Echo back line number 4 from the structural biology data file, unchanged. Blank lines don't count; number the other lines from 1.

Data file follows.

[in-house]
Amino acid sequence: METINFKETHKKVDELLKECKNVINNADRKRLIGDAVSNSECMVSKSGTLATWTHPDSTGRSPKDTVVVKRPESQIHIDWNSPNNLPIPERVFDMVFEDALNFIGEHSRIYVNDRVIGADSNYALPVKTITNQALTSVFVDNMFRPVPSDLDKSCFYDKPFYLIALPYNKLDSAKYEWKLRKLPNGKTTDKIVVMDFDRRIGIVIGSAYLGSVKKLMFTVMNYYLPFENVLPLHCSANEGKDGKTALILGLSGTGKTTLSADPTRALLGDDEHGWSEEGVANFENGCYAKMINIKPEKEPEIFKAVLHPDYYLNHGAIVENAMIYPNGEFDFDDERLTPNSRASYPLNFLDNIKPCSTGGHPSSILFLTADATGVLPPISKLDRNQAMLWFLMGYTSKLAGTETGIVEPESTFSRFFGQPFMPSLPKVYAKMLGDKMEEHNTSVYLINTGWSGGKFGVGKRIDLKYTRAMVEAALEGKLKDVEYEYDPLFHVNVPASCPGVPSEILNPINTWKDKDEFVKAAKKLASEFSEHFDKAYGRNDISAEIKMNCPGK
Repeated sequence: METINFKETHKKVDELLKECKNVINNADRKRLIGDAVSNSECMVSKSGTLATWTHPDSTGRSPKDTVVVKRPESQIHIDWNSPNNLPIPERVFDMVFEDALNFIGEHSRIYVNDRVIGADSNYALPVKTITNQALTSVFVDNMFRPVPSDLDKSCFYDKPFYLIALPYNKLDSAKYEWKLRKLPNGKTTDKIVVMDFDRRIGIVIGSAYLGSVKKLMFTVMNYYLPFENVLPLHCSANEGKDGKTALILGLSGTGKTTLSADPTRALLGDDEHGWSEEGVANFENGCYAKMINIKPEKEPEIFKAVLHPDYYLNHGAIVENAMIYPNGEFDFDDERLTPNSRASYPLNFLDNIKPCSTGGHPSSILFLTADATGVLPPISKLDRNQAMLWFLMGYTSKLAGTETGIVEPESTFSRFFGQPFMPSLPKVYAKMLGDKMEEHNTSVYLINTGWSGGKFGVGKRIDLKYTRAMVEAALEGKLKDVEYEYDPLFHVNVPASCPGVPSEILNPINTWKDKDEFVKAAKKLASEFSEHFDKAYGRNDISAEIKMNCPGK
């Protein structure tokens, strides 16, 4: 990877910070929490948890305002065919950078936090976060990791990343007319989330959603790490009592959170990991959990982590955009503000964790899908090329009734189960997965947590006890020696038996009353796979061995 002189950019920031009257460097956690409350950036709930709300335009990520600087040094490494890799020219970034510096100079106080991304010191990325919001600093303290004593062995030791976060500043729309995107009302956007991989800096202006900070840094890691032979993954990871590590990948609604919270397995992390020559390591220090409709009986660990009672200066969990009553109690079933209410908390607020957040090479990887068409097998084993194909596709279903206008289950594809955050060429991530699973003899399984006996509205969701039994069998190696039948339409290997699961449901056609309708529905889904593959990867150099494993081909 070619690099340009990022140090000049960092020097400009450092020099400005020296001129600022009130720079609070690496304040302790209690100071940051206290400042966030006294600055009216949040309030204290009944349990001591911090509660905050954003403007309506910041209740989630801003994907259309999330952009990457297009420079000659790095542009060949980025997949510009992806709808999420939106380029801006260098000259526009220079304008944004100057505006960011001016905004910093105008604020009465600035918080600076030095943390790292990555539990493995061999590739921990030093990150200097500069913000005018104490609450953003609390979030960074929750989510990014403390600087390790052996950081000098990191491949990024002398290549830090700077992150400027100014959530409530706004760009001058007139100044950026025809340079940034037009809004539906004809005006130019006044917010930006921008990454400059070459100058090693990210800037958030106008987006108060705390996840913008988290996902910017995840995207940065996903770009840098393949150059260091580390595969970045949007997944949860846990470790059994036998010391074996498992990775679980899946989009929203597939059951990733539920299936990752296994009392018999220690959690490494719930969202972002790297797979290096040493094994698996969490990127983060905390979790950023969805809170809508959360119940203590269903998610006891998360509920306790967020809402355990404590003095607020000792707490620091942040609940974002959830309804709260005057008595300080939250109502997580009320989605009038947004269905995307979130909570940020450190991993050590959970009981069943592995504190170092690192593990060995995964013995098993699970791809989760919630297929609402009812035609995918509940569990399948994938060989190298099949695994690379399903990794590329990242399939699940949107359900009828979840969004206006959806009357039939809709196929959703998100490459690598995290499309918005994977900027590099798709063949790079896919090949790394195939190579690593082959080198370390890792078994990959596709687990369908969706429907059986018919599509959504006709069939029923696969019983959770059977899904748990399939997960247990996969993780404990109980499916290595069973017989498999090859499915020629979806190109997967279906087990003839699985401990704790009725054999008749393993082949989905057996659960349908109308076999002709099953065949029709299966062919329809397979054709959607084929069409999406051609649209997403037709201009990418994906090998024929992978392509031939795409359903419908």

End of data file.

């Protein structure tokens, strides 16, 4: 990877910070929490948890305002065919950078936090976060990791990343007319989330959603790490009592959170990991959990982590955009503000964790899908090329009734189960997965947590006890020696038996009353796979061995 002189950019920031009257460097956690409350950036709930709300335009990520600087040094490494890799020219970034510096100079106080991304010191990325919001600093303290004593062995030791976060500043729309995107009302956007991989800096202006900070840094890691032979993954990871590590990948609604919270397995992390020559390591220090409709009986660990009672200066969990009553109690079933209410908390607020957040090479990887068409097998084993194909596709279903206008289950594809955050060429991530699973003899399984006996509205969701039994069998190696039948339409290997699961449901056609309708529905889904593959990867150099494993081909 070619690099340009990022140090000049960092020097400009450092020099400005020296001129600022009130720079609070690496304040302790209690100071940051206290400042966030006294600055009216949040309030204290009944349990001591911090509660905050954003403007309506910041209740989630801003994907259309999330952009990457297009420079000659790095542009060949980025997949510009992806709808999420939106380029801006260098000259526009220079304008944004100057505006960011001016905004910093105008604020009465600035918080600076030095943390790292990555539990493995061999590739921990030093990150200097500069913000005018104490609450953003609390979030960074929750989510990014403390600087390790052996950081000098990191491949990024002398290549830090700077992150400027100014959530409530706004760009001058007139100044950026025809340079940034037009809004539906004809005006130019006044917010930006921008990454400059070459100058090693990210800037958030106008987006108060705390996840913008988290996902910017995840995207940065996903770009840098393949150059260091580390595969970045949007997944949860846990470790059994036998010391074996498992990775679980899946989009929203597939059951990733539920299936990752296994009392018999220690959690490494719930969202972002790297797979290096040493094994698996969490990127983060905390979790950023969805809170809508959360119940203590269903998610006891998360509920306790967020809402355990404590003095607020000792707490620091942040609940974002959830309804709260005057008595300080939250109502997580009320989605009038947004269905995307979130909570940020450190991993050590959970009981069943592995504190170092690192593990060995995964013995098993699970791809989760919630297929609402009812035609995918509940569990399948994938060989190298099949695994690379399903990794590329990242399939699940949107359900009828979840969004206006959806009357039939809709196929959703998100490459690598995290499309918005994977900027590099798709063949790079896919090949790394195939190579690593082959080198370390890792078994990959596709687990369908969706429907059986018919599509959504006709069939029923696969019983959770059977899904748990399939997960247990996969993780404990109980499916290595069973017989498999090859499915020629979806190109997967279906087990003839699985401990704790009725054999008749393993082949989905057996659960349908109308076999002709099953065949029709299966062919329809397979054709959607084929069409999406051609649209997403037709201009990418994906090998024929992978392509031939795409359903419908």